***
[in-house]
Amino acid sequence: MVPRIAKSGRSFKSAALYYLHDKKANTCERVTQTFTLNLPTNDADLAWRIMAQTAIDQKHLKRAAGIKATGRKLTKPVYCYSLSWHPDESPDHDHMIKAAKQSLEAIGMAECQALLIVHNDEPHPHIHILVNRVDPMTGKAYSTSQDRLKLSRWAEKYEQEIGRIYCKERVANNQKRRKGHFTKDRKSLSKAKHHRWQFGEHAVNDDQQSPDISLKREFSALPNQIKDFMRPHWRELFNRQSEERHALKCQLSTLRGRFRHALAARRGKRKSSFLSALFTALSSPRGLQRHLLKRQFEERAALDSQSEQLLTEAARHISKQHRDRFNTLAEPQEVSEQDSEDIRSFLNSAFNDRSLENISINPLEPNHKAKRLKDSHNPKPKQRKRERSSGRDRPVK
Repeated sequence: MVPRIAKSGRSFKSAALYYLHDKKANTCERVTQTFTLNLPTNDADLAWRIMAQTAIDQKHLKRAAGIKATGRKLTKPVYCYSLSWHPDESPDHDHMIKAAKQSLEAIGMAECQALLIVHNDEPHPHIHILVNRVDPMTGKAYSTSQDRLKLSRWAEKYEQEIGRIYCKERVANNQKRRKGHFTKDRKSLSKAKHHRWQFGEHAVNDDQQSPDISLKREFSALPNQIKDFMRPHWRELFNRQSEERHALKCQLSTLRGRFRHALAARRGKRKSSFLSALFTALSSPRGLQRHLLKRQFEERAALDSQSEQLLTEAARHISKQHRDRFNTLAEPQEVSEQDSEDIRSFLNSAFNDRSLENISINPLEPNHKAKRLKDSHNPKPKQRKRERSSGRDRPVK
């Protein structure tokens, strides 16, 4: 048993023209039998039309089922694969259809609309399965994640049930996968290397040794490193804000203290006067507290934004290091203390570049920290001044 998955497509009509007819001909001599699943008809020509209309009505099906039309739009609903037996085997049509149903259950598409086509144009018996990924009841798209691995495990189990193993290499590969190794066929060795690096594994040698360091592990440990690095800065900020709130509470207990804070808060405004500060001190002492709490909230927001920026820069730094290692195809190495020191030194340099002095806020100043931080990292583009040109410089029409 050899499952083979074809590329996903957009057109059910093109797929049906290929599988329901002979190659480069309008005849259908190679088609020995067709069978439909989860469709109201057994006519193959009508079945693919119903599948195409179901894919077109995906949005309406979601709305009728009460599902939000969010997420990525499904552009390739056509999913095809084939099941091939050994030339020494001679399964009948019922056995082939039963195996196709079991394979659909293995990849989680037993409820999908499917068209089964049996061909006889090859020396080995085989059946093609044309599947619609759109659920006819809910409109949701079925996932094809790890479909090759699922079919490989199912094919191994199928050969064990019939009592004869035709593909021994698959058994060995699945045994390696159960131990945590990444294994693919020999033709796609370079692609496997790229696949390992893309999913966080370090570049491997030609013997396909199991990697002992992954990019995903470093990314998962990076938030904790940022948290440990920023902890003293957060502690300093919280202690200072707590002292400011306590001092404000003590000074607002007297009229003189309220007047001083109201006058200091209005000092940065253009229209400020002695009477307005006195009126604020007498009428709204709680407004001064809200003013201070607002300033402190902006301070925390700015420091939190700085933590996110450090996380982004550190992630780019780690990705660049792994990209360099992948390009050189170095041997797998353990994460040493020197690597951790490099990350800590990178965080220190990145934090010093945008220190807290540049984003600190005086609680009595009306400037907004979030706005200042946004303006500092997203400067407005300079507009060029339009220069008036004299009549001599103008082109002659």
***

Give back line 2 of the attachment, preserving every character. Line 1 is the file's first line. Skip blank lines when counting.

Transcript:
Amino acid sequence: MVPRIAKSGRSFKSAALYYLHDKKANTCERVTQTFTLNLPTNDADLAWRIMAQTAIDQKHLKRAAGIKATGRKLTKPVYCYSLSWHPDESPDHDHMIKAAKQSLEAIGMAECQALLIVHNDEPHPHIHILVNRVDPMTGKAYSTSQDRLKLSRWAEKYEQEIGRIYCKERVANNQKRRKGHFTKDRKSLSKAKHHRWQFGEHAVNDDQQSPDISLKREFSALPNQIKDFMRPHWRELFNRQSEERHALKCQLSTLRGRFRHALAARRGKRKSSFLSALFTALSSPRGLQRHLLKRQFEERAALDSQSEQLLTEAARHISKQHRDRFNTLAEPQEVSEQDSEDIRSFLNSAFNDRSLENISINPLEPNHKAKRLKDSHNPKPKQRKRERSSGRDRPVK